Gamification remains in play as a tactic for engaging, motivating and recognizing employees. Enterprise gamification takes elements from computer gaming and integrates them into a business to encourage a desired behaviour, such as productivity or retention.
More than one-half (53 per cent) of 1,021 respondents to a survey by the Pew Research Centre feel there will be significant advances in the adoption and use of gamification by 2020, particularly in areas such as communications, education, health and work.
While most employees start out motivated, too often the spring in their step ceases. A staggering 70 per cent of employees are not engaged, according to a 2012 survey by Gallup.
This means the majority of workers are simply putting in the hours, caring little about their employer’s overall performance. Not only does corporate culture suffer from this lack of engagement, so does the bottom line.
Engagement is the organizational grail — it’s what so many companies strive for, and most struggle with. And game designers have it figured out, with people spending endless hours playing games such as World of Warcraft, Angry Birds and Farmville.
Mix work with play
Accenture is a great example of an organization that has used game mechanics to drive business value. A global management and consulting firm with 260,000 employees serving clients in more than 120 countries, its gamification strategy is driven by a social collaboration and learning team.
Since 2007, they’ve guided its maturity from simple leaderboards to measuring, understanding and articulating the impact collaboration is actually having on the organization and, by extension, customers, according to Thomas Hsu at Accenture, in an online interview in June with Gamification Co in New York.
Profiles, microblogs, activity streams and communities are just a few of the social tools available to employees to help them find the people and skills they need to get work done and build a personal legacy within the organization.
Accenture added a points structure and badging program to not only motivate employees to make use of these resources but also master them. Challenges further educate employees about the proper use of these tools and allow them to build skills and profile in the process.
For Accenture, the game is a means to an end, an opportunity for employee engagement, talent development and business performance.
Gamification boosts employee performance by socially recognizing, and thus leveraging, progress.
This creates the great “inner work life” that differentiates a top-performing employee from one who is simply going through the motions, as explained in The Progress Principle: Using Small Wins to Ignite Joy, Engagement, and Creativity at Work by Teresa Amabile and Steven Kramer.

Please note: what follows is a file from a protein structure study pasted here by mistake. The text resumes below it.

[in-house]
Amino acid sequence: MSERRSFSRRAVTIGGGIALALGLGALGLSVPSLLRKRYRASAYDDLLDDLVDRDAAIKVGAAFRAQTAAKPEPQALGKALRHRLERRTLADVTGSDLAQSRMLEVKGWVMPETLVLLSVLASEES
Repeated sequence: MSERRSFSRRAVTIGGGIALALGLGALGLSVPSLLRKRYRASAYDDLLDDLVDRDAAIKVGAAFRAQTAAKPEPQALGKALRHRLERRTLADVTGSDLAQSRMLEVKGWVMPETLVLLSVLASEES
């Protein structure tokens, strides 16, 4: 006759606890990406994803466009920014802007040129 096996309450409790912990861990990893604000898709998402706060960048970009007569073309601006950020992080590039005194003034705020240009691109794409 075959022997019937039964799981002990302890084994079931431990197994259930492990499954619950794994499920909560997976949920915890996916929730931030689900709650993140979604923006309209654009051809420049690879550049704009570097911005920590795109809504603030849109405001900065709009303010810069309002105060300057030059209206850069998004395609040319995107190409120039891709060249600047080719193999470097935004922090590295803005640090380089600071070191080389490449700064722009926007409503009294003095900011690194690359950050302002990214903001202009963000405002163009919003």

Routine workday events directly affect inner work life and can impede or encourage growth. The small wins are important. When progress is recognized, competitive advantage follows.
Celebrate small wins
Research has continuously shown the best way to motivate employees is to recognize their achievements. Successful computer games align personal passion and commitment to task completion. Well-designed games recognize progress and this encourages players to continue to engage, inspired to meet the next challenge — this is key for the employer.
From badges and points to leaderboards and levels, there are many ways to introduce game elements to the workplace. But gamification is much more than play. For measurable results it must provide:
• social recognition: Psychologist Abraham Maslow recognized this as a fundamental human need more than 70 years ago, as seen in his paper A Theory of Human Motivation. Game designers get this — and organizations must embrace it.
• performance feedback: An employee views her work as meaningful if there is a sense that progress is being made. She needs to know where she stands, what she is doing right and where she can make improvement. Yearly reviews are not enough — real-time feedback is the goal. Gamification can deliver this by acknowledging small, everyday wins.
• two-way dialogue: Conversation fuels participation. When you give people the opportunity to declare opinions and compare with others, you connect them more deeply to your organization.
• personal legacy: Gamification recognizes achievements and encourages collaboration, creating a visible scorecard that builds an employee’s profile and reputation.
Applying game design in the workplace can transform it. But elements such as badges and levels are simply the outer shell — it’s social recognition, performance feedback, two-way dialogue and personal legacy that, when integrated correctly, encourage engagement and open the door to measurable wins.
And it’s critical to know your audience — not all employees will respond to the same motivational triggers. To some, collaboration may be more effective than competition, so a variety of game mechanics are necessary for gamification success.
Steven Green is the Toronto-based founder of TemboSocial (formerly PollStream), a provider of interactive engagement and community-building solutions. He can be reached at firstname.lastname@example.org, (416) 588-7324 ext. 113 or, for more information, visit www.tembosocial.com or http://blog.tembosocial.com/blog.